The Hawaiian Open had been attracting pros well before that, however, and well before it became a state in 1959. Waialae hosted a tournament in 1928, attracting a group of well-known mainland pros returning from a tour of Australia. From then until 1965, a Hawaiian Open was held every year but five, spread over five venues, but mainly played at Waialae. During that time, mainland players such as Gene Sarazen, Craig Wood, Horton Smith, Harry Cooper, Tommy Armour, Olin Dutra, Ed Dudley, Billy Burke, Paul Runyan, Denny Shute, Jimmy Thomson, Ed Furgol, Leo Diegel, Cary Middlecoff, Lloyd Mangrum, Lawson Little, Bob Rosburg and Jerry Barber competed along with a host of local talent, led by Francis H. I’i Brown and Ted Makalena, who was the 1966 champion. 

Louise Suggs in Hawaii in 1952.
Photo from the Golf Digest Resource Center

Golf in Hawaii was promoted in many other ways, of course, over the years, with 1952 U.S. Women’s Amateur winner Jackie Pung alone serving as an ambassador for the game. But one promotion especially ambitious travel-wise for the time was in 1952, when the PGA of Hawaii invited Louise Suggs, that year’s National Open winner, to spend three weeks on the islands starting Oct. 22. Representing MacGregor equipment company, she played several exhibitions at a number of courses, including a team match against Pung, and gave a few clinics, all in her inimitable firecracker style and flair. A Honolulu sportswriter, Red McQueen, wrote approvingly, “Miss Suggs, a trim number with a fetching smile and cracker drawl, is a stylist in every sense of the word. She is as fast a player as ever appeared here. She walks up to her ball, selects a club, fixes her little tootsies and without hesitation or hula, smacks the ball cleanly toward the pin.”

With the PGA Tour once again in Honolulu this weekend, you’re likely to see some of the men hesitate over the ball but let’s hope, like Ms. Suggs, none of them hula.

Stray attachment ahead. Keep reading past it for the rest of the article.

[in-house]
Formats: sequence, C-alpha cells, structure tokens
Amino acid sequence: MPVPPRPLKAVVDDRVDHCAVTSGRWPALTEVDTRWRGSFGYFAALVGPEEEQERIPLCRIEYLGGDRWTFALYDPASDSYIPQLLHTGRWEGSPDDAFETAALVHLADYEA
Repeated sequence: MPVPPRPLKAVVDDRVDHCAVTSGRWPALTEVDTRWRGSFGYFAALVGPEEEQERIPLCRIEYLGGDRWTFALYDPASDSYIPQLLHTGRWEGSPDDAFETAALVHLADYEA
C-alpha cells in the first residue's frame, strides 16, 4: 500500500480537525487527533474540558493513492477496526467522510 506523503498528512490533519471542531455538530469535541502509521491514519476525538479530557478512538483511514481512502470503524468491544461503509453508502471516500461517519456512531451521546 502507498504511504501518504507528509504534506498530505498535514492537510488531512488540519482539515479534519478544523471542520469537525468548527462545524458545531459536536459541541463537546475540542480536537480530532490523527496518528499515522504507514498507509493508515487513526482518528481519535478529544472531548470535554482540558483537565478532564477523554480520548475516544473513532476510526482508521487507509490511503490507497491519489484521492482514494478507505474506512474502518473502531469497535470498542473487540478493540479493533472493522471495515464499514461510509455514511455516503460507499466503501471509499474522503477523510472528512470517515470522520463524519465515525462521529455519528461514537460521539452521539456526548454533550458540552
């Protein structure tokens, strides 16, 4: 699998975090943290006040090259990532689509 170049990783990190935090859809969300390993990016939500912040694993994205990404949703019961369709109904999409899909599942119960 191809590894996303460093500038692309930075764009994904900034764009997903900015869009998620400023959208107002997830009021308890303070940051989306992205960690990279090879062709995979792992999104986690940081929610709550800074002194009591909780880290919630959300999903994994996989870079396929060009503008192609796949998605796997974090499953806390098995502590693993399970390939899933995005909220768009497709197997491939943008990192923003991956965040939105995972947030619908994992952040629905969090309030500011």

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Throwback Thursday

Throwback Thursday: The most entertaining Father-Son duo of all time

The victory by Bernhard and Jason Langer in last weekend's PNC Father-Son Challenge had an element of good fortune in it, given Jason was a late fill-in for his sister, Christina, and that his age, 14, made him the youngest offspring winner in the 17-year-old event.


No matter how the Langers (above, photo courtesy AP Images) got the win, it's the good vibes created by playing in a family event that are memorable. Father-Son tournaments populate the tournament schedule at any number of clubs and help create some of the game's enduring moments. If you are fortunate to have a son -- or daughter -- who likes golf, getting to play in an annual event with him or her is one of the great bonding experiences you can have.

At many courses Father-Son events are named after a special individual and carry some historical significance. At Willowbrook Golf Course in Winter Haven, Fla., Dexter Daniels Sr., an accomplished Florida golfer, and son Dexter Jr., are the namesake of the Father-Son event, which was held for the 41st time last weekend and won by multi-winners Bret and Marc Dull.

The Donald Ross Junior Championship at Pinehurst (N.C.) Resort started in 1947 and is named for the famous architect. Part of the event, which will be held again Dec. 27-30, is a father-son competition for the more then 200 juniors in the field, held in three age divisions. And Father-Son events aren't just held in the U.S. The 26th World Invitational Father & Son Golf Tournament will be played Aug. 5-9, 2015, at Ireland's Waterville Golf Links. (And by the way, the eighth World Invitational Father & Daughter is at Waterville July 23-26, 2015).

As magical as Papa Langer had it at the PNC event (he joined Larry Nelson and Raymond Floyd as dads who won the 17-year event with two different sons), his feat is a step below the roll call of father-son achievers in pro golf. There have been nine father-son duos who have won PGA Tour events: Old Tom and Young Tom Morris and Willie Park Sr. and Jr. all won the British Open; others are Jack Burke Sr. and Jr., Clayton and Vance Heafner, Julius and Guy Boros, Al and Brent Geiberger, Jay and Bill Haas, and Craig and Kevin Stadler.